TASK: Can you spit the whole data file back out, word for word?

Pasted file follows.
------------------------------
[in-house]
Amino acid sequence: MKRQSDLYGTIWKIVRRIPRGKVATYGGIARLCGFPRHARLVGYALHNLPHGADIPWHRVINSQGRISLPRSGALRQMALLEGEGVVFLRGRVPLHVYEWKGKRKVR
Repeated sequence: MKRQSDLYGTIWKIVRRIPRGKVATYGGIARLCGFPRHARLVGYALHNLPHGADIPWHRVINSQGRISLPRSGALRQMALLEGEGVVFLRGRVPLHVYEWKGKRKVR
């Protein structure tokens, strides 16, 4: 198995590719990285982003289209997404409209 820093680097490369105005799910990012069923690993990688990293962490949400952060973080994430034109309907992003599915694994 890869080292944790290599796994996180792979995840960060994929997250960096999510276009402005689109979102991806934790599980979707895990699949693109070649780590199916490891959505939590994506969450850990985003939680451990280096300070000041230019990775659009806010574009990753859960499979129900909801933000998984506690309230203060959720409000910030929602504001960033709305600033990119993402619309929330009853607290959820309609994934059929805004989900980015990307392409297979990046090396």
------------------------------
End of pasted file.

[in-house]
Amino acid sequence: MKRQSDLYGTIWKIVRRIPRGKVATYGGIARLCGFPRHARLVGYALHNLPHGADIPWHRVINSQGRISLPRSGALRQMALLEGEGVVFLRGRVPLHVYEWKGKRKVR
Repeated sequence: MKRQSDLYGTIWKIVRRIPRGKVATYGGIARLCGFPRHARLVGYALHNLPHGADIPWHRVINSQGRISLPRSGALRQMALLEGEGVVFLRGRVPLHVYEWKGKRKVR
């Protein structure tokens, strides 16, 4: 198995590719990285982003289209997404409209 820093680097490369105005799910990012069923690993990688990293962490949400952060973080994430034109309907992003599915694994 890869080292944790290599796994996180792979995840960060994929997250960096999510276009402005689109979102991806934790599980979707895990699949693109070649780590199916490891959505939590994506969450850990985003939680451990280096300070000041230019990775659009806010574009990753859960499979129900909801933000998984506690309230203060959720409000910030929602504001960033709305600033990119993402619309929330009853607290959820309609994934059929805004989900980015990307392409297979990046090396």